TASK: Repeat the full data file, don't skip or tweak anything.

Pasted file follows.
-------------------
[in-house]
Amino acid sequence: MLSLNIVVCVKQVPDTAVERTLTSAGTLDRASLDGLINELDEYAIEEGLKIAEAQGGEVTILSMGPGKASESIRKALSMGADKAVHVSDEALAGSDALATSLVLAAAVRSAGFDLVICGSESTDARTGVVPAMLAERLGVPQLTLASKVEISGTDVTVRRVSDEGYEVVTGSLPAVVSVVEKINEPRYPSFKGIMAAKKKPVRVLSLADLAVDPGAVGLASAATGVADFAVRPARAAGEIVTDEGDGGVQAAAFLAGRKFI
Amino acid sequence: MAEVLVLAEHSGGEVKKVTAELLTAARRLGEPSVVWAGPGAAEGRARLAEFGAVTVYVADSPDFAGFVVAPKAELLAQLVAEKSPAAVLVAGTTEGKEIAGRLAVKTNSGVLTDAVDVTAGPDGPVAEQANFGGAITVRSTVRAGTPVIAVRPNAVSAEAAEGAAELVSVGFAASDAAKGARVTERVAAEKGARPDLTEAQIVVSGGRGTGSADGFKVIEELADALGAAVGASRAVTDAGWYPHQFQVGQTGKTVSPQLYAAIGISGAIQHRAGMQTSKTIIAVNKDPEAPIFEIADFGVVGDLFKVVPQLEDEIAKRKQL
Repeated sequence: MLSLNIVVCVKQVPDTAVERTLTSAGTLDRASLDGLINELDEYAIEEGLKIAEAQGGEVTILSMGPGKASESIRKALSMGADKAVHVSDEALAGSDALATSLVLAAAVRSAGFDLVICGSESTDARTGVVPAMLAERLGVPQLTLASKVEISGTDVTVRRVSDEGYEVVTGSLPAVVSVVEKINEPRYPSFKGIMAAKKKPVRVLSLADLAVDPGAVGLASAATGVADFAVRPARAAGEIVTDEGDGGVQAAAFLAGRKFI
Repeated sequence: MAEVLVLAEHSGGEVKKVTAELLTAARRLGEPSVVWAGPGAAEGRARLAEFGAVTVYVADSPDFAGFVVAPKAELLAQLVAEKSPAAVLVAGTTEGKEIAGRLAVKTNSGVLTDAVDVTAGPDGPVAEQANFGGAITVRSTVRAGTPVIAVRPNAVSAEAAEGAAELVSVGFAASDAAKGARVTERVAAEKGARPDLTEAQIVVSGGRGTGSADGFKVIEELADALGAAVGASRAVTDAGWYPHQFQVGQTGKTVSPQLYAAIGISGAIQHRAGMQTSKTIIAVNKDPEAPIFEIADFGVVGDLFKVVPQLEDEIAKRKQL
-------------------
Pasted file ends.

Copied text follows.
[in-house]
Amino acid sequence: MLSLNIVVCVKQVPDTAVERTLTSAGTLDRASLDGLINELDEYAIEEGLKIAEAQGGEVTILSMGPGKASESIRKALSMGADKAVHVSDEALAGSDALATSLVLAAAVRSAGFDLVICGSESTDARTGVVPAMLAERLGVPQLTLASKVEISGTDVTVRRVSDEGYEVVTGSLPAVVSVVEKINEPRYPSFKGIMAAKKKPVRVLSLADLAVDPGAVGLASAATGVADFAVRPARAAGEIVTDEGDGGVQAAAFLAGRKFI
Amino acid sequence: MAEVLVLAEHSGGEVKKVTAELLTAARRLGEPSVVWAGPGAAEGRARLAEFGAVTVYVADSPDFAGFVVAPKAELLAQLVAEKSPAAVLVAGTTEGKEIAGRLAVKTNSGVLTDAVDVTAGPDGPVAEQANFGGAITVRSTVRAGTPVIAVRPNAVSAEAAEGAAELVSVGFAASDAAKGARVTERVAAEKGARPDLTEAQIVVSGGRGTGSADGFKVIEELADALGAAVGASRAVTDAGWYPHQFQVGQTGKTVSPQLYAAIGISGAIQHRAGMQTSKTIIAVNKDPEAPIFEIADFGVVGDLFKVVPQLEDEIAKRKQL
Repeated sequence: MLSLNIVVCVKQVPDTAVERTLTSAGTLDRASLDGLINELDEYAIEEGLKIAEAQGGEVTILSMGPGKASESIRKALSMGADKAVHVSDEALAGSDALATSLVLAAAVRSAGFDLVICGSESTDARTGVVPAMLAERLGVPQLTLASKVEISGTDVTVRRVSDEGYEVVTGSLPAVVSVVEKINEPRYPSFKGIMAAKKKPVRVLSLADLAVDPGAVGLASAATGVADFAVRPARAAGEIVTDEGDGGVQAAAFLAGRKFI
Repeated sequence: MAEVLVLAEHSGGEVKKVTAELLTAARRLGEPSVVWAGPGAAEGRARLAEFGAVTVYVADSPDFAGFVVAPKAELLAQLVAEKSPAAVLVAGTTEGKEIAGRLAVKTNSGVLTDAVDVTAGPDGPVAEQANFGGAITVRSTVRAGTPVIAVRPNAVSAEAAEGAAELVSVGFAASDAAKGARVTERVAAEKGARPDLTEAQIVVSGGRGTGSADGFKVIEELADALGAAVGASRAVTDAGWYPHQFQVGQTGKTVSPQLYAAIGISGAIQHRAGMQTSKTIIAVNKDPEAPIFEIADFGVVGDLFKVVPQLEDEIAKRKQL